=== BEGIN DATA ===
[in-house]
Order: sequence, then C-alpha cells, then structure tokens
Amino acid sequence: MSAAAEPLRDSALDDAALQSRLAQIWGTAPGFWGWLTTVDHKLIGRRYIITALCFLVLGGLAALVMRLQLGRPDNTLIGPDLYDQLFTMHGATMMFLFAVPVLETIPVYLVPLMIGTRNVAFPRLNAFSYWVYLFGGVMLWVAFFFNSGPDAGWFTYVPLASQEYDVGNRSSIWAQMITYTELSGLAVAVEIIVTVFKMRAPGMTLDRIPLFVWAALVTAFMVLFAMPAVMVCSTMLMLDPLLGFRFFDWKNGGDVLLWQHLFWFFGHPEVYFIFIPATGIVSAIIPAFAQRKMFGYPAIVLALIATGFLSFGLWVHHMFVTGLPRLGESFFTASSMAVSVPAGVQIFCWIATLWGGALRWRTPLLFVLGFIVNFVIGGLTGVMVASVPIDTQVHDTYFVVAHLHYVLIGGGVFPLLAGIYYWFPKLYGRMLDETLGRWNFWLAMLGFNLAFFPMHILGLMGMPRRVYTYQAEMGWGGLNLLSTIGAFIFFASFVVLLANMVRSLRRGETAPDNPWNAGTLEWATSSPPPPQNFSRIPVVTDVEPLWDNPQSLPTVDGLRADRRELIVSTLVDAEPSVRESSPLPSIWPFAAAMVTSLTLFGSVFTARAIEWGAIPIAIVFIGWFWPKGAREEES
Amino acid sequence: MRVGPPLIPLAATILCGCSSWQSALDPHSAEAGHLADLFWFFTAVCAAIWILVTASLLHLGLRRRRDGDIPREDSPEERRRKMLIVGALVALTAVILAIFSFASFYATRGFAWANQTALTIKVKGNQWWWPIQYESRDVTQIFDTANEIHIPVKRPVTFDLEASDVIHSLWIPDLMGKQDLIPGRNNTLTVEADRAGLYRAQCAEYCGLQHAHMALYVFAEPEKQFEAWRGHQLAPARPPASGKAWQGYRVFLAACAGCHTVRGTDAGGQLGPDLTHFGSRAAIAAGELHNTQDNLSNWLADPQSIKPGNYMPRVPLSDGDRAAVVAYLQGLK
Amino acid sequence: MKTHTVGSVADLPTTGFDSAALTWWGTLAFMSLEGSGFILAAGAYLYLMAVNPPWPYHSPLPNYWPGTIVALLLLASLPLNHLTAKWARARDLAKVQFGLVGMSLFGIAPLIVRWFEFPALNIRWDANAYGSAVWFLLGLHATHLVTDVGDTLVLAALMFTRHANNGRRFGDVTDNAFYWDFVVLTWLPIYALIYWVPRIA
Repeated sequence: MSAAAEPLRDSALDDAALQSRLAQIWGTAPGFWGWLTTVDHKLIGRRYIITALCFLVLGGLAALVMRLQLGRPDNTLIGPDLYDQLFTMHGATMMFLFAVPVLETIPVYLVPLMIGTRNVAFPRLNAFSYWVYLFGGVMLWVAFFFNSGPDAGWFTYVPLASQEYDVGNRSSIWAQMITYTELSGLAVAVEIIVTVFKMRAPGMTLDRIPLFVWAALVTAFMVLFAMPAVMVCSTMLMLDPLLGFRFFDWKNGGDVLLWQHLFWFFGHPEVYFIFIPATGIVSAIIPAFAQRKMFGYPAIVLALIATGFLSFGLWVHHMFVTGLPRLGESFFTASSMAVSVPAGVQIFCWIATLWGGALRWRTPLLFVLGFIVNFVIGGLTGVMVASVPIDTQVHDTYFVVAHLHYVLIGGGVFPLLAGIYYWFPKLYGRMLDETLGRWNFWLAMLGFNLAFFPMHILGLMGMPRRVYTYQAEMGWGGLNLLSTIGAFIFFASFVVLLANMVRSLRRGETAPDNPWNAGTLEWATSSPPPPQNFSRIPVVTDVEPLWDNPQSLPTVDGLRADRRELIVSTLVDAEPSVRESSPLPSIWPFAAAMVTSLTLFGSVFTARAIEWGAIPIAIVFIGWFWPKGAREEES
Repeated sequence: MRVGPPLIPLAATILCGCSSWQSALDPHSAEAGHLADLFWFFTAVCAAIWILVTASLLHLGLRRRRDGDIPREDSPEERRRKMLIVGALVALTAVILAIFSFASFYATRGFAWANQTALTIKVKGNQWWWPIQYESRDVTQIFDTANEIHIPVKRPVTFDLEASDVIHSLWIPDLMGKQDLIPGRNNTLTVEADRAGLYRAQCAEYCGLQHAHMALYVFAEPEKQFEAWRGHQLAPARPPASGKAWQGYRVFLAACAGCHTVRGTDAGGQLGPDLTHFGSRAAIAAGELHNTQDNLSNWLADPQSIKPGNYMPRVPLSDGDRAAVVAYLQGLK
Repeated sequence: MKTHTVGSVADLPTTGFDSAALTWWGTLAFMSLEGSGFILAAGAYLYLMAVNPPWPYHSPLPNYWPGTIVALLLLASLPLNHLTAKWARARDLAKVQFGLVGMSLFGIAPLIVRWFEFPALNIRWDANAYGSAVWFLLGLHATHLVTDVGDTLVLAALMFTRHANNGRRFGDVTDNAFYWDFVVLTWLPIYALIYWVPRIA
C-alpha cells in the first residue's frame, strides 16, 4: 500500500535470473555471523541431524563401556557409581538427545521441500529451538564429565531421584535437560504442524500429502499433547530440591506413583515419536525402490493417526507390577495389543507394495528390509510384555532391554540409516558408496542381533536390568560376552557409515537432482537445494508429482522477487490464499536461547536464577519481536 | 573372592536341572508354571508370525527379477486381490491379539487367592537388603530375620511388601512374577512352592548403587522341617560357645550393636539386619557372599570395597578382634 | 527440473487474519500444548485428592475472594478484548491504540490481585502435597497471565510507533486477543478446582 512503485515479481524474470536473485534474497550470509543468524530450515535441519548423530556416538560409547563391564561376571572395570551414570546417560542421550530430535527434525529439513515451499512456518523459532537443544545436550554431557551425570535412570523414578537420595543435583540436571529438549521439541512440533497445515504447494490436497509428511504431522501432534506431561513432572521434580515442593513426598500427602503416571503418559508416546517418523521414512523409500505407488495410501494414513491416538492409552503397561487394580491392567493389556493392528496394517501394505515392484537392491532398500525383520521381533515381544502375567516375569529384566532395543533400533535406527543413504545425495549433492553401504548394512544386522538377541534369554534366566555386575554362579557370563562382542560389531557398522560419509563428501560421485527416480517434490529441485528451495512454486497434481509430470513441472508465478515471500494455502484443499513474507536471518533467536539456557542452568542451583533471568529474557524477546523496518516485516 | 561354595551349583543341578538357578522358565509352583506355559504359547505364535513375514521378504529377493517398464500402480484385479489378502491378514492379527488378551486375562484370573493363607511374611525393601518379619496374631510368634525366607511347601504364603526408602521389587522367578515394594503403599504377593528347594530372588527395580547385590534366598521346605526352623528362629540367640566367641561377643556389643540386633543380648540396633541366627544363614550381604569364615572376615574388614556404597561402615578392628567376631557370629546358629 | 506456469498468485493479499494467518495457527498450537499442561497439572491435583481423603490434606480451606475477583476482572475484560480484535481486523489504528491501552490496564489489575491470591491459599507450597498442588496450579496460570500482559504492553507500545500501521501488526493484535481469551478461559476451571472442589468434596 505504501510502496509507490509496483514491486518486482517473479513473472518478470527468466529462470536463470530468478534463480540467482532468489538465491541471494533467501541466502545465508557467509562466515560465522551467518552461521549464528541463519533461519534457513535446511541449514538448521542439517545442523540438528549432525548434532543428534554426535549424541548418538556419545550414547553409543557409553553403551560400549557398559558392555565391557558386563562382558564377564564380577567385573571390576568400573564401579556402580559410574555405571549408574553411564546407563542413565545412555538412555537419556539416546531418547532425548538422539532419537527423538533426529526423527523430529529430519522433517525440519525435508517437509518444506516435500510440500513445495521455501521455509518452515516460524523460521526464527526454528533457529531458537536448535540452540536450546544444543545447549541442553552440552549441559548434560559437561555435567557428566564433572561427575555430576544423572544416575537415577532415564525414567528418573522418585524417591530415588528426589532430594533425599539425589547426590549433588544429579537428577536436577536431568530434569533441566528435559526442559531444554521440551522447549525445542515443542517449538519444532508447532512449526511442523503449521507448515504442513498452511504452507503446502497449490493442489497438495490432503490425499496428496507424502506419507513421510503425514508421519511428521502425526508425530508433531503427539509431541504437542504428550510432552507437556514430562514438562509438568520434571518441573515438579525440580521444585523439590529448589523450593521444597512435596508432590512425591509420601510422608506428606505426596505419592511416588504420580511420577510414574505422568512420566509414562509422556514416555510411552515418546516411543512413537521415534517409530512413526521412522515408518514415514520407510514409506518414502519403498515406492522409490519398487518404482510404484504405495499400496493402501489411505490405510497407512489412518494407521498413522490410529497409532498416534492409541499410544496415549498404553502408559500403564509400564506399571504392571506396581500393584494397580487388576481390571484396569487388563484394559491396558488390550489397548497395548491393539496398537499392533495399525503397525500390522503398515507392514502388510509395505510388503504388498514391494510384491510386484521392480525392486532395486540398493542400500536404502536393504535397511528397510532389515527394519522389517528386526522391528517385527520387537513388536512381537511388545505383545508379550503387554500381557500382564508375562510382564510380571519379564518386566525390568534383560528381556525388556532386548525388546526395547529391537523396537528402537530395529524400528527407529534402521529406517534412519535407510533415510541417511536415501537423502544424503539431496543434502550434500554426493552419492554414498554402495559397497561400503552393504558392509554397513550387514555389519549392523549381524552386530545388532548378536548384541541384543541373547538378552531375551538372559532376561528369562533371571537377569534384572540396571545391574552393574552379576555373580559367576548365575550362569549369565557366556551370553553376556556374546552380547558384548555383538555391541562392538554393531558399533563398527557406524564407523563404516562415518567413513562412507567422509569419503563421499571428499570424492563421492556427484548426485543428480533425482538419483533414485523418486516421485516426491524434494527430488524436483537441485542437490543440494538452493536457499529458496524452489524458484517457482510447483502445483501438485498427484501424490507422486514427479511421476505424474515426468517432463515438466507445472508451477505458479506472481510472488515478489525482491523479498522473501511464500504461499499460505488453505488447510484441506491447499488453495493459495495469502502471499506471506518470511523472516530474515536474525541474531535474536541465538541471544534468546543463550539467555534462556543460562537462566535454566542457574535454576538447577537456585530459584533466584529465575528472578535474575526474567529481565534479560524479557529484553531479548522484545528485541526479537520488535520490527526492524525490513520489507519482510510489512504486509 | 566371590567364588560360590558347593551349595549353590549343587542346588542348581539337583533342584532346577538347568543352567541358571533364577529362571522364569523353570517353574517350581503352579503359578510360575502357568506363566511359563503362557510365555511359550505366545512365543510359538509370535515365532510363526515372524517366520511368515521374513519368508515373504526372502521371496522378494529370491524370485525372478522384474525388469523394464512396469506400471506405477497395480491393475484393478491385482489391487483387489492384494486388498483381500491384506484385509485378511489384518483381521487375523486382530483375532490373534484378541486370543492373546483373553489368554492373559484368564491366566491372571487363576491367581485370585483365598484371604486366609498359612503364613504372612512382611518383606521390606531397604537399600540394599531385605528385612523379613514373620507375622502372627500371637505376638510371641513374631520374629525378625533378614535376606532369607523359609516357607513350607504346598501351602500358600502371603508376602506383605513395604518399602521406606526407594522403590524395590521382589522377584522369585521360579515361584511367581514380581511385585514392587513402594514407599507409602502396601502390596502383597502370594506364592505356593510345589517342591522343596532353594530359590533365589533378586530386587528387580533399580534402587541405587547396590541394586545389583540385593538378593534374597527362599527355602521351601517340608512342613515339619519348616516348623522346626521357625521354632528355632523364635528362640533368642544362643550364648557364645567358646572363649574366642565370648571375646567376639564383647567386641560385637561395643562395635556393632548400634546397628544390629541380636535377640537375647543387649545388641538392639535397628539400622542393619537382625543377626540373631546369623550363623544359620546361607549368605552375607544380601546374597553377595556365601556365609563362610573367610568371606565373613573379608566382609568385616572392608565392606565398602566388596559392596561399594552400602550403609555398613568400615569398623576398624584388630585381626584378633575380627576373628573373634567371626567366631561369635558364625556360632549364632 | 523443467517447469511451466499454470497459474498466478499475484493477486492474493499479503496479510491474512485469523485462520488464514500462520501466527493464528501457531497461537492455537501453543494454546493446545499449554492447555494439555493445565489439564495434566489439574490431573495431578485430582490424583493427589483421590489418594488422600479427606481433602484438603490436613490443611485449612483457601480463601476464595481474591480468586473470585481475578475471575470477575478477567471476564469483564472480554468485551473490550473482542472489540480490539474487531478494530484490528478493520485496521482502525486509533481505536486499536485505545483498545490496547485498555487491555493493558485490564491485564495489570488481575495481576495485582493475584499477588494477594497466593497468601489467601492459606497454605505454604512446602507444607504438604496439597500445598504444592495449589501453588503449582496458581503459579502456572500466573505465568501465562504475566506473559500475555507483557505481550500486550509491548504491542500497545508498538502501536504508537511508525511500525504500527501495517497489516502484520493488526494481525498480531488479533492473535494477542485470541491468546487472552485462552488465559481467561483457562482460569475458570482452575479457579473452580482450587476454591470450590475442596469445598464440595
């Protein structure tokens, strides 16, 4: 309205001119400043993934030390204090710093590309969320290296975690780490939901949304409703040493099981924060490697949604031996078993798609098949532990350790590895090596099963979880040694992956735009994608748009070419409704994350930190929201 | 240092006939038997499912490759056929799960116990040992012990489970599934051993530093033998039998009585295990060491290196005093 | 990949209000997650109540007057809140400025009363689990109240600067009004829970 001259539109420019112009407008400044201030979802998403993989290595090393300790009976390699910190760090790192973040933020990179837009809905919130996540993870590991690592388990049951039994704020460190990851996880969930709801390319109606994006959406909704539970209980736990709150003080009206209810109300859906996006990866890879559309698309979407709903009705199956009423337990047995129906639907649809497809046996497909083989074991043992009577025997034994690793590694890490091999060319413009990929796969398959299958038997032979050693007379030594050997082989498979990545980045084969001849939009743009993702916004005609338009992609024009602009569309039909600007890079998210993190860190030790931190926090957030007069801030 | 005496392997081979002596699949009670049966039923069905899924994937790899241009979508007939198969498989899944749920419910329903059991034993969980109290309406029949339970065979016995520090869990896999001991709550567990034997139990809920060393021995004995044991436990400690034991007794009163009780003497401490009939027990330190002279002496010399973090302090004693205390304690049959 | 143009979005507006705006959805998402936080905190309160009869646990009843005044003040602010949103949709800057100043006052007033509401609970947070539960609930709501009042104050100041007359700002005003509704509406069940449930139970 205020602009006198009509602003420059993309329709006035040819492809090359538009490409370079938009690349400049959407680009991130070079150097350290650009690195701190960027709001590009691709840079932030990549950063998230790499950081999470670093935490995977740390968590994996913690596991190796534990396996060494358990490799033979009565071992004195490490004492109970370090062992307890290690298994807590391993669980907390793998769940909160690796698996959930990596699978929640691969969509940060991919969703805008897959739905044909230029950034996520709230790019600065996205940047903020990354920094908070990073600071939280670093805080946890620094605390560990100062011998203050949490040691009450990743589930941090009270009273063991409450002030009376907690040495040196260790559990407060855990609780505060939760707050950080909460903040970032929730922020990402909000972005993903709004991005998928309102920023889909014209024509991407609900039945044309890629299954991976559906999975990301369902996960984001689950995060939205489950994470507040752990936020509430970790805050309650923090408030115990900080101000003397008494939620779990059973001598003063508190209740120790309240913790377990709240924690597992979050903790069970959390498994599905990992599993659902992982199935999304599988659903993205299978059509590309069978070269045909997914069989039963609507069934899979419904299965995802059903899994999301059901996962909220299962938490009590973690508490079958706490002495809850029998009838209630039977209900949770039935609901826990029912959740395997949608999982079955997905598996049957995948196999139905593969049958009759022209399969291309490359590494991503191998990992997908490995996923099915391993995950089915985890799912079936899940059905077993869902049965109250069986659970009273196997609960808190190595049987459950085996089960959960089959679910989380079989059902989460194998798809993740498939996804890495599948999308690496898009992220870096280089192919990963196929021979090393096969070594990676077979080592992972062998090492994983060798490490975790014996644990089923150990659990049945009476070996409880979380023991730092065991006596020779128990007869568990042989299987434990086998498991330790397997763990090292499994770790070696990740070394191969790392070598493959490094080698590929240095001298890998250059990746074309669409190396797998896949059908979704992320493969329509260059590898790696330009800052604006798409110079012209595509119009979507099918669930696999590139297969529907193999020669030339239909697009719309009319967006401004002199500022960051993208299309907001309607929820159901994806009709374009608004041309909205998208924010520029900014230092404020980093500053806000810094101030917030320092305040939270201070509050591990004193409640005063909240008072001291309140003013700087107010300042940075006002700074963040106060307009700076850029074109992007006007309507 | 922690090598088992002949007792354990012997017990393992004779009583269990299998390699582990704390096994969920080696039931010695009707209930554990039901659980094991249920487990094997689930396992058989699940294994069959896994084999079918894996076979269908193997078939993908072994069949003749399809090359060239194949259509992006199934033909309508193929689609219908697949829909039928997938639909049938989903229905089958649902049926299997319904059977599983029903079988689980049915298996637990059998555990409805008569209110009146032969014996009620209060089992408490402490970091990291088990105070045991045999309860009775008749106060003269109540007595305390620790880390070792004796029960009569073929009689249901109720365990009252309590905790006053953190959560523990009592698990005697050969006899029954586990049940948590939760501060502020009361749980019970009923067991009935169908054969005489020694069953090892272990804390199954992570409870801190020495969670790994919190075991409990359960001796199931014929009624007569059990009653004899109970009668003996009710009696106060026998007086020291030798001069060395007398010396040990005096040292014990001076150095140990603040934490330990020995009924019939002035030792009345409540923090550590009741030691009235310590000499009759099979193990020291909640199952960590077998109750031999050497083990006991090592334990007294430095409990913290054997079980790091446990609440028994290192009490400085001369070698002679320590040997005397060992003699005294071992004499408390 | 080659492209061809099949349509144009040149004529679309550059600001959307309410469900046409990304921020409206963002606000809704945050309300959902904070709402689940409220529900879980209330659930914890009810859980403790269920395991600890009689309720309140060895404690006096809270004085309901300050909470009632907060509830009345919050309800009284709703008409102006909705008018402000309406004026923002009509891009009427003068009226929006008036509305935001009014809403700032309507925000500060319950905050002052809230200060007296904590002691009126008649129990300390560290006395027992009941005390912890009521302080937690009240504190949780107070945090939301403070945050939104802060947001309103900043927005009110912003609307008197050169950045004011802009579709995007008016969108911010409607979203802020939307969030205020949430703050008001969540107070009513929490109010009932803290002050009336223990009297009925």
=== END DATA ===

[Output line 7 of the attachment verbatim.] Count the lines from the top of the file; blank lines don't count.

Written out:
Repeated sequence: MRVGPPLIPLAATILCGCSSWQSALDPHSAEAGHLADLFWFFTAVCAAIWILVTASLLHLGLRRRRDGDIPREDSPEERRRKMLIVGALVALTAVILAIFSFASFYATRGFAWANQTALTIKVKGNQWWWPIQYESRDVTQIFDTANEIHIPVKRPVTFDLEASDVIHSLWIPDLMGKQDLIPGRNNTLTVEADRAGLYRAQCAEYCGLQHAHMALYVFAEPEKQFEAWRGHQLAPARPPASGKAWQGYRVFLAACAGCHTVRGTDAGGQLGPDLTHFGSRAAIAAGELHNTQDNLSNWLADPQSIKPGNYMPRVPLSDGDRAAVVAYLQGLK